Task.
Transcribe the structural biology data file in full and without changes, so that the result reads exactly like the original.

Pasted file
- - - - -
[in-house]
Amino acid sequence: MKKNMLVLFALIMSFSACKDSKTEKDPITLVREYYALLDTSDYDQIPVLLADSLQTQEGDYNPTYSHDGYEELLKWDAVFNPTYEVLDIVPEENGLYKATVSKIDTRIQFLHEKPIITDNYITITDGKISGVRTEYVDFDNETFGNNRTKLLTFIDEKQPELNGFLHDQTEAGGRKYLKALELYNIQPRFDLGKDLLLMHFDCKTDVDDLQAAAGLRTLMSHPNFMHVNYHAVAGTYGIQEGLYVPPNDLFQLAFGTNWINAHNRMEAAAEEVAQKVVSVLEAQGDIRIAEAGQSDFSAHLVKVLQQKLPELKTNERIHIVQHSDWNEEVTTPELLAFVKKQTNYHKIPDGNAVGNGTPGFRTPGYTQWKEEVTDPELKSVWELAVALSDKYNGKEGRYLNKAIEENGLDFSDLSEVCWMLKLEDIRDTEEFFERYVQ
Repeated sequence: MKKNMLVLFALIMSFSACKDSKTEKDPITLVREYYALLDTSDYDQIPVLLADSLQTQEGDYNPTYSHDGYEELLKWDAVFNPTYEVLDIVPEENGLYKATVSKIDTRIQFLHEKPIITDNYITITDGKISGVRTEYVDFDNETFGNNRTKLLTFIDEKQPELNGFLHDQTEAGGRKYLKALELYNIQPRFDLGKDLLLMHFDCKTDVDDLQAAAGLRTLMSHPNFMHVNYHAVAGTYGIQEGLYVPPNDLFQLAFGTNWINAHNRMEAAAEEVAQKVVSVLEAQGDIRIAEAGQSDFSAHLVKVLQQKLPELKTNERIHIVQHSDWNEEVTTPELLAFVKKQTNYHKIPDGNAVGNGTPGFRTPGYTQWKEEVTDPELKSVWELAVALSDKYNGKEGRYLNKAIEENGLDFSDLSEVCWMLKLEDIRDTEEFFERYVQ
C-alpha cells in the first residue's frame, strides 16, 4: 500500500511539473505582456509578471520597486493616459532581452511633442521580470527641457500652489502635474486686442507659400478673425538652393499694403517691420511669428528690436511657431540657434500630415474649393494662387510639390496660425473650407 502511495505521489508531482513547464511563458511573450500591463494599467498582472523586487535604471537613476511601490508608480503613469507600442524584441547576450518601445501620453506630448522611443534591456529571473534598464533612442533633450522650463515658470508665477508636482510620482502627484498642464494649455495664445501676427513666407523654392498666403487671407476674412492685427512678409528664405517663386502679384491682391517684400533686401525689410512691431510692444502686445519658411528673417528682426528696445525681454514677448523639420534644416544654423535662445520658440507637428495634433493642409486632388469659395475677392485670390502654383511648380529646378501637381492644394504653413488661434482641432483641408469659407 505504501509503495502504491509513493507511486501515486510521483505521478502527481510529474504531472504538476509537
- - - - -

[in-house]
Amino acid sequence: MKKNMLVLFALIMSFSACKDSKTEKDPITLVREYYALLDTSDYDQIPVLLADSLQTQEGDYNPTYSHDGYEELLKWDAVFNPTYEVLDIVPEENGLYKATVSKIDTRIQFLHEKPIITDNYITITDGKISGVRTEYVDFDNETFGNNRTKLLTFIDEKQPELNGFLHDQTEAGGRKYLKALELYNIQPRFDLGKDLLLMHFDCKTDVDDLQAAAGLRTLMSHPNFMHVNYHAVAGTYGIQEGLYVPPNDLFQLAFGTNWINAHNRMEAAAEEVAQKVVSVLEAQGDIRIAEAGQSDFSAHLVKVLQQKLPELKTNERIHIVQHSDWNEEVTTPELLAFVKKQTNYHKIPDGNAVGNGTPGFRTPGYTQWKEEVTDPELKSVWELAVALSDKYNGKEGRYLNKAIEENGLDFSDLSEVCWMLKLEDIRDTEEFFERYVQ
Repeated sequence: MKKNMLVLFALIMSFSACKDSKTEKDPITLVREYYALLDTSDYDQIPVLLADSLQTQEGDYNPTYSHDGYEELLKWDAVFNPTYEVLDIVPEENGLYKATVSKIDTRIQFLHEKPIITDNYITITDGKISGVRTEYVDFDNETFGNNRTKLLTFIDEKQPELNGFLHDQTEAGGRKYLKALELYNIQPRFDLGKDLLLMHFDCKTDVDDLQAAAGLRTLMSHPNFMHVNYHAVAGTYGIQEGLYVPPNDLFQLAFGTNWINAHNRMEAAAEEVAQKVVSVLEAQGDIRIAEAGQSDFSAHLVKVLQQKLPELKTNERIHIVQHSDWNEEVTTPELLAFVKKQTNYHKIPDGNAVGNGTPGFRTPGYTQWKEEVTDPELKSVWELAVALSDKYNGKEGRYLNKAIEENGLDFSDLSEVCWMLKLEDIRDTEEFFERYVQ
C-alpha cells in the first residue's frame, strides 16, 4: 500500500511539473505582456509578471520597486493616459532581452511633442521580470527641457500652489502635474486686442507659400478673425538652393499694403517691420511669428528690436511657431540657434500630415474649393494662387510639390496660425473650407 502511495505521489508531482513547464511563458511573450500591463494599467498582472523586487535604471537613476511601490508608480503613469507600442524584441547576450518601445501620453506630448522611443534591456529571473534598464533612442533633450522650463515658470508665477508636482510620482502627484498642464494649455495664445501676427513666407523654392498666403487671407476674412492685427512678409528664405517663386502679384491682391517684400533686401525689410512691431510692444502686445519658411528673417528682426528696445525681454514677448523639420534644416544654423535662445520658440507637428495634433493642409486632388469659395475677392485670390502654383511648380529646378501637381492644394504653413488661434482641432483641408469659407 505504501509503495502504491509513493507511486501515486510521483505521478502527481510529474504531472504538476509537